Central Highlands province mulls ban on elephant rides on safety, welfare concerns


Nguyen Thuy Phuong Hieu, deputy director of the Central Highlands province’s Department of Culture, Sports and Tourism, said at a recent tourism conference that the tours, which activists describe as “exploitation” of elephants, would stop.

“Instead Dak Lak, home to many of Vietnam‘s surviving elephants, will consider other services such as bathing and feeding the animals to offer tourists new experiences,” she said.

Last May a mahout was killed after being attacked by a 48-year-old elephant. Two months later a female tourist from Hung Yen Province fell off an elephant and was injured, prompting authorities to temporarily suspend the tour.

Huynh Trung Luan, director of the Dak Lak Elephant Conservation Center, said the center would trial new tourism products using four elephants.

In the last 30 years three captive elephants delivered stillborn calves and the nearly 100 wild elephants gave birth to only four babies, he said.

Luan blamed the high mortality and low birth rates among the pachyderms on habitat encroachment, contaminated food and exploitation for tourism purposes.

Dak Lak is one of the provinces with the highest elephant population in Vietnam. In 1990 Dak Lak had more than 500 elephants, but only 45 are left now, mainly in Buon Don and Lak districts, official data shows.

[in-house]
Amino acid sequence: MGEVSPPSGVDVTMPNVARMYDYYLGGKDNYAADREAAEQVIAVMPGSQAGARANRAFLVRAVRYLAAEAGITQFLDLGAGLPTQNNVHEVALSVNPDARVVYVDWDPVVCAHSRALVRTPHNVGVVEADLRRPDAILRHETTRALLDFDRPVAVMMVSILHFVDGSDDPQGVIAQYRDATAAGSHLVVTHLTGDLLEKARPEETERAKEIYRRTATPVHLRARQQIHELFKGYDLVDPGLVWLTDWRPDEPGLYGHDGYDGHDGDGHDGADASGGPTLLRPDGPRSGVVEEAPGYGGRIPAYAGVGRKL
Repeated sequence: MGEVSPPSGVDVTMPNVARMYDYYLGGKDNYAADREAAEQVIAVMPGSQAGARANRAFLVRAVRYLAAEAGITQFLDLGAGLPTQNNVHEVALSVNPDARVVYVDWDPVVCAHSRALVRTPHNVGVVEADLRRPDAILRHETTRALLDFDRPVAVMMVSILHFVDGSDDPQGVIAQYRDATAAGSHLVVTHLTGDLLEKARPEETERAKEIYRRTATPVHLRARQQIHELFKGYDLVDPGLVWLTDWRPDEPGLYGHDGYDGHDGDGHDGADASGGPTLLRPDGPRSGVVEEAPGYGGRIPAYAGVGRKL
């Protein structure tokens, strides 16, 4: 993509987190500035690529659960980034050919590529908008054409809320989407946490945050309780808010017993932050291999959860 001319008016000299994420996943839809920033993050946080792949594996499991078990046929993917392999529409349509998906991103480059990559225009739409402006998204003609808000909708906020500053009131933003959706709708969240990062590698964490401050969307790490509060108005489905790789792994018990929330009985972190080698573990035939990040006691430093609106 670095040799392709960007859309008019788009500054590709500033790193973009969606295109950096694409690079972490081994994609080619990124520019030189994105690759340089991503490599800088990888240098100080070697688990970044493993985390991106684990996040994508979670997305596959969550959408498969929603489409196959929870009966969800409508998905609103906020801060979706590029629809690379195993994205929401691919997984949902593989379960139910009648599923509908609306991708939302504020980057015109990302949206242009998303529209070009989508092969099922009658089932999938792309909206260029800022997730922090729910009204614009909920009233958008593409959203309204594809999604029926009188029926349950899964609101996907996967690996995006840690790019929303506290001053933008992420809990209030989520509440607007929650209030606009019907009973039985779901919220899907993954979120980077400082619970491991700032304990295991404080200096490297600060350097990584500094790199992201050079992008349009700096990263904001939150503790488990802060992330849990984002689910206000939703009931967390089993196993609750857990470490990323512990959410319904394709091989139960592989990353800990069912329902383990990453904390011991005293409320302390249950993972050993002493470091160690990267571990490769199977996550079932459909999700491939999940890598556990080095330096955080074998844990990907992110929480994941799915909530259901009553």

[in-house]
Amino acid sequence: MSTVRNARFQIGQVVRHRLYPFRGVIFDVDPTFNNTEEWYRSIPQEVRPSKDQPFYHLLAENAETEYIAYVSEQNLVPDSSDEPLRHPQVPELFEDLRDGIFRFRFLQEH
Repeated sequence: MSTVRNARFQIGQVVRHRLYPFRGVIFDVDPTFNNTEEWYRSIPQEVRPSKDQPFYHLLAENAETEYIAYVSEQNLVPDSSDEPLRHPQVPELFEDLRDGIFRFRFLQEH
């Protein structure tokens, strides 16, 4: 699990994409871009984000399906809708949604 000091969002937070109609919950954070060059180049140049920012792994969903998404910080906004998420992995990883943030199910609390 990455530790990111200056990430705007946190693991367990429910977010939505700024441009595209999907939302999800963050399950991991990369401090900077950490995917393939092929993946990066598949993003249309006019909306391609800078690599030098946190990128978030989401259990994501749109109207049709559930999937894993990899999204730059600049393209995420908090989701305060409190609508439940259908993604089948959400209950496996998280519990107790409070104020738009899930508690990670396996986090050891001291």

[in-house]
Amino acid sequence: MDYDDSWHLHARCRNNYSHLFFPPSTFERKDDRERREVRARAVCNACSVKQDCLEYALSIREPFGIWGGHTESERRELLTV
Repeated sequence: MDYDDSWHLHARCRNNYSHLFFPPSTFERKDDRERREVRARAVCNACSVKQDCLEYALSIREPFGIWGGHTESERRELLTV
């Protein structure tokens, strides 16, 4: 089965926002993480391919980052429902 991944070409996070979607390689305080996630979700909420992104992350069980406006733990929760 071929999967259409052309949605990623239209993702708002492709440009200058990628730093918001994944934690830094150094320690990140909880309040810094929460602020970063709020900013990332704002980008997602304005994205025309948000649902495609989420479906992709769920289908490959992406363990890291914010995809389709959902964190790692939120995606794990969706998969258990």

Many conservationists and international organizations have called on the Vietnamese government to stop elephant rides, saying the animals should not be forced to work long hours under the sun.

“That is one of the highest levels of animal cruelty, especially because it is for entertainment,” Dionne Slagter of animal welfare organization Animals Asia said.

Experts have blamed this for making elephants aggressive and attack people.

In 2018 Animals Asia and Yok Don Park signed an agreement to convert the latter’s elephant tourism service into an elephant-friendly model.

In 2019 the Angkor Archaeological Park in Cambodia’s Siem Reap banned elephant rides. According to the World Wide Fund for Nature, the number of elephants in Asia decreased by 50 percent within just three generations.

Animals Asia said the animals undergo a process known as “the crush” during which they are confined and hit with bullhooks, and when they not working they are often chained and kept in isolation.

Five elephants died one after another from exhaustion in 2015 in Vietnam due to overwork, according to Animals Asia.

Elephants on the brink in Vietnam’s Central Highlands

Central Highlands elephants on the brink of extinction. Video by VnExpress/Phong Vinh, Vu Thinh.



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